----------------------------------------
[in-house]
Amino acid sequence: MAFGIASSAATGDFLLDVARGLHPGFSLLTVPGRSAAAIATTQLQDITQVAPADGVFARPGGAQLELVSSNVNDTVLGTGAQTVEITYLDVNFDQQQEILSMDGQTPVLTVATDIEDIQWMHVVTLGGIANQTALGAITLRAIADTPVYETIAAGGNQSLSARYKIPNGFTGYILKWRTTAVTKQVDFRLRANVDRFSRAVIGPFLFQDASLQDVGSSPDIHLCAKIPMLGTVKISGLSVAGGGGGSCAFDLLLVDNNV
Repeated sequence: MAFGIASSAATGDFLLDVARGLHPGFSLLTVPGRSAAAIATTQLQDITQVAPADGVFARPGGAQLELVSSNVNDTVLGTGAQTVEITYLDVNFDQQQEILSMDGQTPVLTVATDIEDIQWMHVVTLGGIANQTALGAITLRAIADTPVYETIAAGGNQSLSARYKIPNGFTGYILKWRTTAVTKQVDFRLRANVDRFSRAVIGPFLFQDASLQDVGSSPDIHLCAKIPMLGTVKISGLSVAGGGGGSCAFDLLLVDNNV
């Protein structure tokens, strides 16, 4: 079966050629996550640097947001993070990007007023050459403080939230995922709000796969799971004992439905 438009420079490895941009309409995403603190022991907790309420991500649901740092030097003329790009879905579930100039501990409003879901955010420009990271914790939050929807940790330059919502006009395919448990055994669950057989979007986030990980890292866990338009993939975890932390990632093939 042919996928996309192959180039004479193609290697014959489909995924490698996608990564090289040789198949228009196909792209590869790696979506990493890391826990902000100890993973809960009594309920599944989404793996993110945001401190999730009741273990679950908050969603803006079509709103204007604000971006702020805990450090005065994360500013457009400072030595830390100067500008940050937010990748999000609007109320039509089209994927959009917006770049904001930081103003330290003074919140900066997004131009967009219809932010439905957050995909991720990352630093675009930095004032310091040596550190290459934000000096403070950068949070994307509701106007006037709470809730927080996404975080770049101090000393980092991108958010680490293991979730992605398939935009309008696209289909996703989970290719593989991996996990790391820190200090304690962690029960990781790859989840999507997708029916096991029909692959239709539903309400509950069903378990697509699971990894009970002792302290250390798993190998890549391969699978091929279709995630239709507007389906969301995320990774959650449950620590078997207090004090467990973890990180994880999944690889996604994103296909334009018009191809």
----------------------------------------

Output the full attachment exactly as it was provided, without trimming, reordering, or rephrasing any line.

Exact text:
[in-house]
Amino acid sequence: MAFGIASSAATGDFLLDVARGLHPGFSLLTVPGRSAAAIATTQLQDITQVAPADGVFARPGGAQLELVSSNVNDTVLGTGAQTVEITYLDVNFDQQQEILSMDGQTPVLTVATDIEDIQWMHVVTLGGIANQTALGAITLRAIADTPVYETIAAGGNQSLSARYKIPNGFTGYILKWRTTAVTKQVDFRLRANVDRFSRAVIGPFLFQDASLQDVGSSPDIHLCAKIPMLGTVKISGLSVAGGGGGSCAFDLLLVDNNV
Repeated sequence: MAFGIASSAATGDFLLDVARGLHPGFSLLTVPGRSAAAIATTQLQDITQVAPADGVFARPGGAQLELVSSNVNDTVLGTGAQTVEITYLDVNFDQQQEILSMDGQTPVLTVATDIEDIQWMHVVTLGGIANQTALGAITLRAIADTPVYETIAAGGNQSLSARYKIPNGFTGYILKWRTTAVTKQVDFRLRANVDRFSRAVIGPFLFQDASLQDVGSSPDIHLCAKIPMLGTVKISGLSVAGGGGGSCAFDLLLVDNNV
């Protein structure tokens, strides 16, 4: 079966050629996550640097947001993070990007007023050459403080939230995922709000796969799971004992439905 438009420079490895941009309409995403603190022991907790309420991500649901740092030097003329790009879905579930100039501990409003879901955010420009990271914790939050929807940790330059919502006009395919448990055994669950057989979007986030990980890292866990338009993939975890932390990632093939 042919996928996309192959180039004479193609290697014959489909995924490698996608990564090289040789198949228009196909792209590869790696979506990493890391826990902000100890993973809960009594309920599944989404793996993110945001401190999730009741273990679950908050969603803006079509709103204007604000971006702020805990450090005065994360500013457009400072030595830390100067500008940050937010990748999000609007109320039509089209994927959009917006770049904001930081103003330290003074919140900066997004131009967009219809932010439905957050995909991720990352630093675009930095004032310091040596550190290459934000000096403070950068949070994307509701106007006037709470809730927080996404975080770049101090000393980092991108958010680490293991979730992605398939935009309008696209289909996703989970290719593989991996996990790391820190200090304690962690029960990781790859989840999507997708029916096991029909692959239709539903309400509950069903378990697509699971990894009970002792302290250390798993190998890549391969699978091929279709995630239709507007389906969301995320990774959650449950620590078997207090004090467990973890990180994880999944690889996604994103296909334009018009191809």